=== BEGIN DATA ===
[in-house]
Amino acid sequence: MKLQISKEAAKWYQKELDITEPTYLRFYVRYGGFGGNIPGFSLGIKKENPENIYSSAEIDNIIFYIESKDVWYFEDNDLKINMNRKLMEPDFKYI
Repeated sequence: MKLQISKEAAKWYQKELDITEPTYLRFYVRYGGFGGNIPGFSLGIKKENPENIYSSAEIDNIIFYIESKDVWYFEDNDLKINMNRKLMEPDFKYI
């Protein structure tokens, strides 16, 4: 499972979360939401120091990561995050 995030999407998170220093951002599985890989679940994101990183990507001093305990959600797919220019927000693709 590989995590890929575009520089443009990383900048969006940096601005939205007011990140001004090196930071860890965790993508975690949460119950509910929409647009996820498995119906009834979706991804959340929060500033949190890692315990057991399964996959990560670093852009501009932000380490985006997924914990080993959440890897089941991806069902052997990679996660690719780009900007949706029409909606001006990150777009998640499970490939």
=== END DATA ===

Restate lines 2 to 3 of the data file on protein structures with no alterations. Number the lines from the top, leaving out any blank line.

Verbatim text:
Amino acid sequence: MKLQISKEAAKWYQKELDITEPTYLRFYVRYGGFGGNIPGFSLGIKKENPENIYSSAEIDNIIFYIESKDVWYFEDNDLKINMNRKLMEPDFKYI
Repeated sequence: MKLQISKEAAKWYQKELDITEPTYLRFYVRYGGFGGNIPGFSLGIKKENPENIYSSAEIDNIIFYIESKDVWYFEDNDLKINMNRKLMEPDFKYI